Kitchen is the most important work area of ​​the house compared to other places. As a result of the researches, it was seen that the average time in the kitchen was 2 hours, the cabinets were opened more than 80 times and different functions were repeated at least 50 times. In order for all these activities to take place in the shortest time without forcing the body, it must be ergonomically correct. In the kitchen in 1912, the “rope study” was made by American Christine Fredericks about access to kitchen furniture and equipment. As a result of this study, it was determined that only the oven was replaced by 53m more in the same kitchen. This has once again demonstrated the importance of the ergonomically correct design of the kitchen.

It is important for the user to design the kitchen as a life and communication center as much as its functionality. For this purpose, the idea of ​​making the kitchen more livable by fusing it with other places was first presented at the Weissenhof Siedlung exhibition held in 1927 in Stuttgrat with the design of Dutch architect Jacobus Johannes Pieter Oud. In a kitchen with a sliding pot and connecting to the other room of the apartment, the window allows for the establishment of communication as well as the provision of food service. Such a kitchen is not an isolated area for the first time.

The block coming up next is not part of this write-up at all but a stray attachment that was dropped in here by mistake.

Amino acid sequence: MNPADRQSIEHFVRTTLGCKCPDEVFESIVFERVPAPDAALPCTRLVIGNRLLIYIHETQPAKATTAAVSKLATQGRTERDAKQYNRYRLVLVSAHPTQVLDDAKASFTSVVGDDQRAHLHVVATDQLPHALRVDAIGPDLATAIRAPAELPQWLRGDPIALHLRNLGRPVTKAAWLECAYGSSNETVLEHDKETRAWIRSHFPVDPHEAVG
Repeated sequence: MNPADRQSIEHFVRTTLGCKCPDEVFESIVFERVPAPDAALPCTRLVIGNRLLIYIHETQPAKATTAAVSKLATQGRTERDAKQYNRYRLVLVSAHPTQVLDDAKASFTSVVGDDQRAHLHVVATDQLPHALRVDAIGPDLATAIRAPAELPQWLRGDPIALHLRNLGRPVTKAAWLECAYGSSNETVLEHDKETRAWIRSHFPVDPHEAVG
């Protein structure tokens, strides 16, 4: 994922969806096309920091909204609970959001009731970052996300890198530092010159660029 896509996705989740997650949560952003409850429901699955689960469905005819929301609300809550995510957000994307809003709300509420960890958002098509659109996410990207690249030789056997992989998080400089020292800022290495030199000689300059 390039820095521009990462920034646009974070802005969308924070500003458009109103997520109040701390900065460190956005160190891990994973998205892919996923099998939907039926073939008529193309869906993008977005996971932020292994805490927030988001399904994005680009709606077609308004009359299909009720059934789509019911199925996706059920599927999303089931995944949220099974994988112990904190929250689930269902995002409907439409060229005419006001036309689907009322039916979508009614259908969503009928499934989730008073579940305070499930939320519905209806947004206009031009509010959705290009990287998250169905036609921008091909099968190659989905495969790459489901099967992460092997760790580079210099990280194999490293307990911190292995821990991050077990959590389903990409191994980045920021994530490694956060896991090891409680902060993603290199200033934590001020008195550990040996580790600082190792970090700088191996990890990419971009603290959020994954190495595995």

In the 1920s, the American architect Frank Lloyd Wright was an advocate of the integrated kitchen model. According to him, the kitchen is the center of family life. The idea of ​​open plan is the decisive feature of his understanding of “organic architecture”. With this understanding, the transition between the kitchen and living spaces has been started with both formal and material integrity. In the 1980s, the kitchen manufacturer Bulthaup authorized designer Olt Aicher to produce a new production work and replace the obsolete ideas. In his study, Olt Aicher was considered the main premise of the idea that “kitchen will be the center of home life in the future”. His fascinating idea has created a new culinary design concept and above all a new culinary culture. This innovative approach, which was put forward many years ago, is considered to be one of the most basic criteria of kitchen design.